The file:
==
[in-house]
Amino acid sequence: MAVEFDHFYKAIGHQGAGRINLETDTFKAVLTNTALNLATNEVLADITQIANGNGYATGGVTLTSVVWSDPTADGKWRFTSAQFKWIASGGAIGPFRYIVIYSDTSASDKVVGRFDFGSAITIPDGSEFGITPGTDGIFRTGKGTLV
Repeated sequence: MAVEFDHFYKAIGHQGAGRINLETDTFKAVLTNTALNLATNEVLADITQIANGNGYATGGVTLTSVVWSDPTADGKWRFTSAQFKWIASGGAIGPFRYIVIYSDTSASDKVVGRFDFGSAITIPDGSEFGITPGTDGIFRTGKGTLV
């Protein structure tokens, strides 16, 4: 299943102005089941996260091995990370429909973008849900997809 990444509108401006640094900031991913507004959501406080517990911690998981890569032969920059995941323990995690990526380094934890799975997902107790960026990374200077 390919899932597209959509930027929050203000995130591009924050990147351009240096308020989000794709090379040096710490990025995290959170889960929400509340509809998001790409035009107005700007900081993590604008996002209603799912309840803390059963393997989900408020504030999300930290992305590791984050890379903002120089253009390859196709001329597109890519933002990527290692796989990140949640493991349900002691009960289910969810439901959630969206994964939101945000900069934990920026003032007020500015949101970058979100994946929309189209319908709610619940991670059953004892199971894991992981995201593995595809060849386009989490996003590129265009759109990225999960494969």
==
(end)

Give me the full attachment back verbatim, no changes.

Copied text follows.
[in-house]
Amino acid sequence: MAVEFDHFYKAIGHQGAGRINLETDTFKAVLTNTALNLATNEVLADITQIANGNGYATGGVTLTSVVWSDPTADGKWRFTSAQFKWIASGGAIGPFRYIVIYSDTSASDKVVGRFDFGSAITIPDGSEFGITPGTDGIFRTGKGTLV
Repeated sequence: MAVEFDHFYKAIGHQGAGRINLETDTFKAVLTNTALNLATNEVLADITQIANGNGYATGGVTLTSVVWSDPTADGKWRFTSAQFKWIASGGAIGPFRYIVIYSDTSASDKVVGRFDFGSAITIPDGSEFGITPGTDGIFRTGKGTLV
């Protein structure tokens, strides 16, 4: 299943102005089941996260091995990370429909973008849900997809 990444509108401006640094900031991913507004959501406080517990911690998981890569032969920059995941323990995690990526380094934890799975997902107790960026990374200077 390919899932597209959509930027929050203000995130591009924050990147351009240096308020989000794709090379040096710490990025995290959170889960929400509340509809998001790409035009107005700007900081993590604008996002209603799912309840803390059963393997989900408020504030999300930290992305590791984050890379903002120089253009390859196709001329597109890519933002990527290692796989990140949640493991349900002691009960289910969810439901959630969206994964939101945000900069934990920026003032007020500015949101970058979100994946929309189209319908709610619940991670059953004892199971894991992981995201593995595809060849386009989490996003590129265009759109990225999960494969």